5 surprising ways to ignore your competitors
There is too much talk about the competition.
How to build a competitive strategy, tips for analyzing your competition, how to attain a cost leadership position against your competitors and how to out-sell them pervade the thinking of most business people.
Barriers to competitive entry misses the point
The underlying strategy is to build barriers to competitive entry; erect a massive wall to prevent the hordes from entering your markets and taking your customers.
You have little real control over what they do. If they want to launch a new product, reduce their prices, introduce a new disruptive technology or enter one of your markets to compete with you, they will. And (unless you intend to fight their actions on legal, regulatory or ant-competitive grounds), you will have no choice but to deal with the challenges their actions pose.
All you can do is try to anticipate their actions and go on the offensive, or respond to them defensively when they happen.
Rather than devote copious amounts of resources, time and energy to issues we have little control over, we should focus on what we have SOME degree of control over.
Barriers to customer exit is the right approach
Rather than build barriers to competitive entry, we should be concentrating on building barriers to customer exit.
This you DO have a degree of control over; you stand a better chance of creating the outcome you want than basing your actions on what your competition does.
Spend your time making it extremely difficult for your customers to leave given a choice they might be offered by a competitor.
How does an organization build barriers to customer exit?
They emphasize building relationships and creating personalized experiences for customers as opposed to pushing products and services at them with a one size fits all mentality.
What customers personally need is given priority over what the common needs of the broader mass market appear to be. In addition, sales attention shifts to concentrate more on how people feel when they are engaged with the organization and not solely to the right product or service fit.
Call a customer
They make it part of everyone’s responsibility — including the leadership team and CEO —to call a customer on a frequent and regular basis to ensure they are being served with relevant and compelling solutions.
It’s an opportunity for the organization to get critiqued on their performance as well as receive suggestions for improvement.
The bottom line is the customer feels like a valued member of “the team” and are less likely to be enamoured by a competitive value proposition.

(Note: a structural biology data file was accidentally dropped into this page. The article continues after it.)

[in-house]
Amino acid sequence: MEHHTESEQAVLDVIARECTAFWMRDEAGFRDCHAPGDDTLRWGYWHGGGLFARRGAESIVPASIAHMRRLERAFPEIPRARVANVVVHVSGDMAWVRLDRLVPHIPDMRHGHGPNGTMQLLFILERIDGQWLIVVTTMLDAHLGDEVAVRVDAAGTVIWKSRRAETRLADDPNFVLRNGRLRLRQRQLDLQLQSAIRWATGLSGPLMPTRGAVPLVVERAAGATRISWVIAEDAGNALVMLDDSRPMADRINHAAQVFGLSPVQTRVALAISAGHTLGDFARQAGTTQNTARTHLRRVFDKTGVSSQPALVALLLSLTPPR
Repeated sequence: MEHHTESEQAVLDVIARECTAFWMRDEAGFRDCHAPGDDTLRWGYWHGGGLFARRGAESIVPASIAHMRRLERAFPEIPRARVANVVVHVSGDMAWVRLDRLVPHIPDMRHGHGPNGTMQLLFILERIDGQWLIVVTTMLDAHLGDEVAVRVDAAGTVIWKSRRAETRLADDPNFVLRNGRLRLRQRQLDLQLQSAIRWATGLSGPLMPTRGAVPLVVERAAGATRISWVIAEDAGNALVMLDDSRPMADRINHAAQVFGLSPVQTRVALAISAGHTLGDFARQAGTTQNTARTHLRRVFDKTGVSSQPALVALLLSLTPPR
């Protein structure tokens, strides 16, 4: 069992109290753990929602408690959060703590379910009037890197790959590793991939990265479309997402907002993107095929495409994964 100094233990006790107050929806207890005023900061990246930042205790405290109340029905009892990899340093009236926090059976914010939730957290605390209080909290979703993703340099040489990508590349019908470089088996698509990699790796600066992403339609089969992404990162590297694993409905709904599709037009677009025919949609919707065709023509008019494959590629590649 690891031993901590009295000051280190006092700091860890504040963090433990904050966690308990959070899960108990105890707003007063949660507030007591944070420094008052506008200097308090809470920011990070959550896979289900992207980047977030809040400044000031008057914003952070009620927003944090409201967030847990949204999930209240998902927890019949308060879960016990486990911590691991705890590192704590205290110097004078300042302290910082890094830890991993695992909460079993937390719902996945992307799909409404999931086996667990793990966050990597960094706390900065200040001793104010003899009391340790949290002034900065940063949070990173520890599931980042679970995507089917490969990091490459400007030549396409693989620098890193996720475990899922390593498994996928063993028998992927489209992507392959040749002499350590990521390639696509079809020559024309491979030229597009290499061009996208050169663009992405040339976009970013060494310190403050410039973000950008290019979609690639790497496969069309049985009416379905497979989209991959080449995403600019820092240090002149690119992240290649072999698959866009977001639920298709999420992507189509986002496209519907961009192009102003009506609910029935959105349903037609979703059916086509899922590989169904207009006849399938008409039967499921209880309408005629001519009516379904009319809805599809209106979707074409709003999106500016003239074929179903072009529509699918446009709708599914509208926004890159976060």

Special offers and price promotions are proactively offered to loyal customers; they are not used solely as a tool to attract new customers as is more often the case in most organizations.
The sales role is to be proactive with the customer and present these opportunities before that are made available to the broader base. People are more loyal when they feel that they are special; getting the deal first will go a long way to shutting the bad guys out.
Customer retention outranks new customer acquisition in terms of priority; the key success factor on the organization's balanced scorecard is the rate of customer attrition. It’s always incredibly satisfying to attract a new customer especially when it’s the result of a win from a competitor. Salespeople love winning a competitive battle; it’s what make their juices flow.
The issue is, however, that making your organization irresistible so that customers don’t want to leave can’t be done effectively when there is a strong push to get new customers. The priority must be on retaining the existing customer base and trust that they will refer you and spread your word to others who will come over to your side — your loyal customers will drive new customers to you.
Policies and procedures
The policy system of the organization is built to serve customers not control them. "Dumb rules" are eliminated in favour of those that facilitate customer engagement. No one is likely to stay loyal to an organization that is difficult to business with; internal rules that put customers through hoops and policies that make no sense other than to control what customers do as opposed to enable them to get their needs and wants satisfied.
Customer contact employees have a critical role in defining the internal roadblocks that annoy customers, and to ensure improvements are implemented. Given the inertia that presides in most organizations, those who engage regularly with customers must be THE advocates that fight for the rights of the customer “on the inside”.
"Going to war" with and focusing relentlessly on the competition may get the adrenalin flowing, but it does so at the expense of the loyalist clients who committed to you in the past and who need you to continue to give them good reasons to stay.
Roy Osing () is a former President and CMO with over 33 years of leadership experience covering all the major business functions including business strategy, marketing, sales, customer service and people development. He is a blogger, content marketer, educator, coach, adviser and the author of the book series .